feuilleton

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Related to feuilletonist: Roman feuilleton

feuil·le·ton

 (fœ′yə-tôN′)
n.
1.
a. The part of a European newspaper devoted to light fiction, reviews, and articles of general entertainment.
b. An article appearing in such a section.
2.
a. A novel published in installments.
b. A light, popular work of fiction.
3. A short literary essay or sketch.

[French, from feuillet, sheet of paper, little leaf, diminutive of feuille, leaf, from Old French foille, from Latin folium; see bhel- in Indo-European roots.]

feuil′le·ton′ism (-tôn′ĭz′əm, -tôN′nĭz′-) n.
feuil′le·ton′ist n.
American Heritage® Dictionary of the English Language, Fifth Edition. Copyright © 2016 by Houghton Mifflin Harcourt Publishing Company. Published by Houghton Mifflin Harcourt Publishing Company. All rights reserved.

feuilleton

(ˈfʊɪˌtɒn; French fœjtɔ̃)
n
1. (Journalism & Publishing) the part of a European newspaper carrying reviews, serialized fiction, etc
2. (Journalism & Publishing) such a review or article
[C19: from French, from feuillet sheet of paper, diminutive of feuille leaf, from Latin folium]
ˈfeuilletonism n
ˈfeuilletonist n
ˌfeuilletonˈistic adj
Collins English Dictionary – Complete and Unabridged, 12th Edition 2014 © HarperCollins Publishers 1991, 1994, 1998, 2000, 2003, 2006, 2007, 2009, 2011, 2014

feuil•le•ton

(ˈfɔɪ ɪ tn; Fr. fœyəˈtɔ̃)

n., pl. -tons (-tnz; Fr. -ˈtɔ̃)
1. a part of a European newspaper devoted to light literature, fiction, criticism, etc.
2. an item printed in the feuilleton.
[1835–45; < French]
feuil′le•ton•ism, n.
feuil′le•ton•ist, n.
feuil`le•ton•is′tic, adj.
Random House Kernerman Webster's College Dictionary, © 2010 K Dictionaries Ltd. Copyright 2005, 1997, 1991 by Random House, Inc. All rights reserved.
References in periodicals archive ?
In the contemporary case, the journalist and feuilletonist Hendrik Werner wrote in the national German newspaper Die Welt in 2009,
The watercolorist is perhaps a feuilletonist in the field of painting.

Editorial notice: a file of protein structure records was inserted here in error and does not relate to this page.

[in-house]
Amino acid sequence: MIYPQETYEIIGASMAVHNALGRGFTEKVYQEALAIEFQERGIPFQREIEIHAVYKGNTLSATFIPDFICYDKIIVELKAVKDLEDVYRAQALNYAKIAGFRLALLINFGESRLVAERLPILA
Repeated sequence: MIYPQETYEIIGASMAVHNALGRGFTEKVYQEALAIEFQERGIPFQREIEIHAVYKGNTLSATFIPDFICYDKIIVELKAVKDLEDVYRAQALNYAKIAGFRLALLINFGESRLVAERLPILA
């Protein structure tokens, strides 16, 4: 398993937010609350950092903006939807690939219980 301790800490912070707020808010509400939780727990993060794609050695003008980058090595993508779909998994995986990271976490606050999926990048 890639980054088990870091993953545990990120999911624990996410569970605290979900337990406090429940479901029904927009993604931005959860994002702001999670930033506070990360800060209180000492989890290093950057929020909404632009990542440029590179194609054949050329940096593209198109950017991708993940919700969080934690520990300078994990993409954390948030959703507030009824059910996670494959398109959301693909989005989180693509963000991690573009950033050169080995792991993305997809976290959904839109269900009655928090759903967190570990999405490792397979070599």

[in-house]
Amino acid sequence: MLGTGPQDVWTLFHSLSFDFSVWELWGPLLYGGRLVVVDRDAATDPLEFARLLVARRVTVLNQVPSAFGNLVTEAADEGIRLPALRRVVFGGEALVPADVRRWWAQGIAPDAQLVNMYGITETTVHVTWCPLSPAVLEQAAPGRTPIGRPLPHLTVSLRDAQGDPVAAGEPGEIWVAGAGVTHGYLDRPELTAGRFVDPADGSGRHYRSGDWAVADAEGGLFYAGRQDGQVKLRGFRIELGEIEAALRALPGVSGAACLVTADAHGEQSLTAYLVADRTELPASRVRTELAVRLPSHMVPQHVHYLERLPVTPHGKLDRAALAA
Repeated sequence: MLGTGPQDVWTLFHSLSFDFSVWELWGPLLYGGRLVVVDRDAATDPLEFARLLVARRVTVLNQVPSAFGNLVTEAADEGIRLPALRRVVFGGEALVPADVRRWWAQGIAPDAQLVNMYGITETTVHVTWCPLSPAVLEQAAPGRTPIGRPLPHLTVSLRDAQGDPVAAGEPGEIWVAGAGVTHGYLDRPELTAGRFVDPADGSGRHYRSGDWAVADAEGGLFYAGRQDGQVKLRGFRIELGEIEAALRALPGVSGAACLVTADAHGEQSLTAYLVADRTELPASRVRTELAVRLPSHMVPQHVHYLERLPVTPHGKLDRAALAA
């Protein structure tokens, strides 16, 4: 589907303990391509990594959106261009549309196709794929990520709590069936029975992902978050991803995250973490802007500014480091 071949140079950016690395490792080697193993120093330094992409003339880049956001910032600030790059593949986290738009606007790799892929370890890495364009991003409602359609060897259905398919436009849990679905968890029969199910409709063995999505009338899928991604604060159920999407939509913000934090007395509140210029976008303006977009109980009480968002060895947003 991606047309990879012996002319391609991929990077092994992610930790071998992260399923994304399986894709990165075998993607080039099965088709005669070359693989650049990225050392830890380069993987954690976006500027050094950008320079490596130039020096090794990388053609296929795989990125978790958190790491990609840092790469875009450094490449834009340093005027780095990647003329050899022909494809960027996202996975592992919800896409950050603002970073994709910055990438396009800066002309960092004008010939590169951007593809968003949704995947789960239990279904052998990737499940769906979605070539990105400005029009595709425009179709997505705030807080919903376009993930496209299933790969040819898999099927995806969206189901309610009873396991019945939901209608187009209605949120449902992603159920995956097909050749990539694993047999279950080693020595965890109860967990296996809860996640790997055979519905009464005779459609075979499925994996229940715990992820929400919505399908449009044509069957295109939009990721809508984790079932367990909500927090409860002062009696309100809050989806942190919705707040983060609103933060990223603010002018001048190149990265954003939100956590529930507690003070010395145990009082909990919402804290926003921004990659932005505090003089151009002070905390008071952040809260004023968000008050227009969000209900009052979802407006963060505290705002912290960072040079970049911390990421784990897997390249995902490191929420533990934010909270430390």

While modern Hebrew literature contains scattered feuilletonist short-shorts and other ktsartsarim variants that predate the appearance of Hever and Ron's collection, the form can only properly be said to have emerged in the last two decades of the twentieth century.
The Swiss writer Robert Walser moved to Berlin in 1905, at the age of twenty-seven, and remained there until around 1913, during which time he made a precarious living as a feuilletonist and theater critic while writing The Tanners, The Assistant, and Jakob von Guten.
A former feuilletonist, Beauvais unrepentantly, yet with intense sadistic pleasure and horror, engages in graphic self-dissection in print.
Now, for the first time, Ross has turned his feuilletonist's sensibility to a longer form, the book, and he's made a terrific debut on the big stage.
Kraus's aesthetic preference for Grossmann, as a mere 'occasion' for weaving his own satirical glosses out of extracts from this routine feuilletonist's raw material, involves not taking him as a serious opponent, but as the epitome of journalistic writing so spurious that not even its author could have believed it (F 608-12, 1922, p.
A career functionary at the Ministry of the Interior by day, novelist and feuilletonist on evenings and weekends, as well as president of the newly formed Academie Goncourt, Huysmans juggled more guises, as well as poses, than any other literary figure of his day.
is stale and empty as was ever the soul of a feuilletonist [newspaper columnist] banished from his familiar circles.'
Alliteration is a favorite fancy of feuilletonist Ryann Connell.
("With the Haussmannization of Paris, the phantasmagoria was rendered in stone," Benjamin says.) But he then begins to add new elements as well: large chunks about the political visionaries Saint-Simon and Fourier, long excursuses into the 1848 uprising and the bloody Paris Commune of 1871, close reading of the dozens of partisan newspapers and feuilletonist serial publications of the century's highly charged second half.